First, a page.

New S & W OTF: Part 2, Review

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Joined: Tue Jan 28, 2014 3:36 pm
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New S & W OTF: Part 2, Review

Postby ILikeStilettos » Sat Mar 11, 2017 10:17 am

OK, it came a day or two ago, but I was waiting on photography weather.

First off, let's deal with the question of assisted or auto. I own several assisted knives, all side kickers. So what makes them assisted instead of automatics? Well, for starters, they look like regular manual knives and have no button mechanism, just a standard lug. When you move the blade partially by main force, the hidden coil spring takes over and fires the blade the rest of the way. It's just my opinion, but it's a way of getting around anti-switchblade laws, because technically they are spring 'assisted' rather than 'spring fired'. I'm fully aware that I am splitting hairs here.

Now the S & W strikes me as being most like a single action OTF. It has a fire button and a safety and a cocking device. Most SAOTF's are of the plunge release BOBC type, whereas this one has a slide and a completely separate mechanism to lock and release the opened blade. Since you push the slide forward and begin to move the blade, it is 'assisted', rather than just releasing the energy of a stored spring. However, it does have a stored energy spring exactly like a single action auto. The hairs are being split even further. Without thinking about it, if fires hard like an auto and just in the way you would intuit. S & W was probably motivated by two factors: 1) skirting that nasty anti-switchblade law and 2) actually making a pretty solid knife that will stay open until you really want it closed. So call it what you will. I think of it as an auto, but my opinion and $4 will get you a coffee at Starbucks. (That's a guess, I have no experience base with buying Starbucks coffee.)

So let's talk about this knife. The first impression you get is that this is a really sturdy and well built piece of machinery. The time and effort that went into producing these is obvious. Almost everything you touch is some olive colored cast metal, even that slide. It looks like the normal double action slides, but it feels completely different. When I took it out of the package and tried to fire it, it didn't move even a tiny bit. I'm an Engineer, but quite honestly I had to read the instructions on how to open it. Once I located the safety and turned it off, then it was totally normal. Of course, to close it, you have to first release the upper lock and then cock the spring. Then you are ready to go. It fires about as hard as any other single action, but the tanto has a wickedly sharp point so I wouldn't try to stop it with any of my own hide.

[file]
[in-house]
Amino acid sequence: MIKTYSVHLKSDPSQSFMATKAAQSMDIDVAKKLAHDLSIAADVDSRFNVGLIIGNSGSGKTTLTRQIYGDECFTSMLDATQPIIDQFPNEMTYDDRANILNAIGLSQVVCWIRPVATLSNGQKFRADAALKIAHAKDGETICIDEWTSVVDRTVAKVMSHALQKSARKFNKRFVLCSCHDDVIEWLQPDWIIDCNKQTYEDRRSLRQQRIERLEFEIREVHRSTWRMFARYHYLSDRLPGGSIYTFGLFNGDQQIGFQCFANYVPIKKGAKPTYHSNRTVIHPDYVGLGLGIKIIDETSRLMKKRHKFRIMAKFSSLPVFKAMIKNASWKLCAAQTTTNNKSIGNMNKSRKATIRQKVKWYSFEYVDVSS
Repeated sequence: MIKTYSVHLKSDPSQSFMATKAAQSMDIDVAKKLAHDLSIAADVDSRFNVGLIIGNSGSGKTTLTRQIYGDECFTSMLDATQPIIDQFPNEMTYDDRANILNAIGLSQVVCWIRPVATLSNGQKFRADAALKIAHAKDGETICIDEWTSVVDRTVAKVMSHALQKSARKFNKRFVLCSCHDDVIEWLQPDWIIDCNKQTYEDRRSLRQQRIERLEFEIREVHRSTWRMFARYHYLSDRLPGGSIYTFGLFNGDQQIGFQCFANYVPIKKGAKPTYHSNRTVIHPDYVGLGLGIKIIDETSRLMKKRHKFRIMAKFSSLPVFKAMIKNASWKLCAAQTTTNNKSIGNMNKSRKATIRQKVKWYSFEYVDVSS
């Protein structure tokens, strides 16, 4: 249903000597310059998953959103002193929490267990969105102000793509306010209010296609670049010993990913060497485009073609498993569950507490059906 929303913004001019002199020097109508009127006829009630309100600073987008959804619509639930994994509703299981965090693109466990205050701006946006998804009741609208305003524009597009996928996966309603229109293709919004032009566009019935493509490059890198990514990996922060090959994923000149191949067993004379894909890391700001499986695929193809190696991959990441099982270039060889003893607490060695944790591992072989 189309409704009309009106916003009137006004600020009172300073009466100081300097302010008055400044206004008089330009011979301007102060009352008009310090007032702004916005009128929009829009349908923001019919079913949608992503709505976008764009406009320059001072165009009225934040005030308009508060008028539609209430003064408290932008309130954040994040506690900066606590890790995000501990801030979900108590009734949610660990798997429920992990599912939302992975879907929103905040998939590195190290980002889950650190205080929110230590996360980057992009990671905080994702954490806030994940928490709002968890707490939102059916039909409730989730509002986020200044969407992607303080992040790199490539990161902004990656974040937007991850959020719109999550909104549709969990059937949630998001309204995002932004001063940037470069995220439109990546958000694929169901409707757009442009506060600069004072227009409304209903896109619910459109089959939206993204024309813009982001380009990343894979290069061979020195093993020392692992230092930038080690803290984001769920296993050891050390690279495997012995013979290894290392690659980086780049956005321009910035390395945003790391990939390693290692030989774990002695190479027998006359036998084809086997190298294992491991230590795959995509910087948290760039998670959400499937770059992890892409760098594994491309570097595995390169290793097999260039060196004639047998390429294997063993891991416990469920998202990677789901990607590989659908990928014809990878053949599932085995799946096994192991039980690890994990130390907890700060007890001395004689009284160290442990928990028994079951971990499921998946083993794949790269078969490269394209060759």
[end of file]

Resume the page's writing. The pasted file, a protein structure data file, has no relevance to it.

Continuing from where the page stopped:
It weighs in at 6 oz. (172 g.) and measures 5-1/2" (14 cm) extreme to extreme when closed, 8-3/4" (22,2 cm) open. The 3-5/8" (9,2 cm) blade is made from .130" (3,4 mm) AUS8 stainless, blackened. The handle is 3/4" (19 mm) thick, not counting button and clip, and of course the blade is biased to the back side of the knife because, of course, there's all kind of operating stuff between the blade and the front side. While the patterning is largely ornamental, it does make for a nice secure grip. S & W left no stone unturned to do this right.


In this day and age you have to protect yourself from every idiot with motivation to open a product liability suit. I wonder that S & W didn't include a picture and braille as well to cover all the bases. I totally subscribe to the philosophy of "If it ain't broke, don't fix it" so disassembly was not on my agenda. I was, none the less, totally impressed by all the screws and tapped holes in this creation. There are only three black plastic parts on this knife; the lock, the safety, and the cocker. Everything else is metal. Bravo!


That tiny safety at the bottom is the red dot variety and S & W carefully cautions you to use it. It moves smartly and clicks. Personally, I keep mine off and I wouldn't hesitate to carry it that way. The force required and the shape of the firing slide would seem to make an accidental discharge extremely unlikely. The next picture shows the knife open and locked. I will take you through the two step closing procedure.


Using your thumb and a bit of force, you press the triangular lock toward the center of the blade. It clicks and the blade retracts ever so slightly.


Now you push the cocking button toward the pommel until it clicks. This is standard operating procedure for an SAOTF knife.


That's all there is to it. You can engage the safety or not. If not, pushing the slide forward opens the knife with no appreciable difference that any SAOTF and there is no perceived hesitation between moving your thumb and hearing the loud click as the blade deploys and locks.

Final comment, if you are looking for a serviceable and legal EDC at bargain prices, you should definitely consider one of these. Thanks for tuning in.
Dave Sause
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"And you're telling me this because, somehow, I look like I give a shit?"

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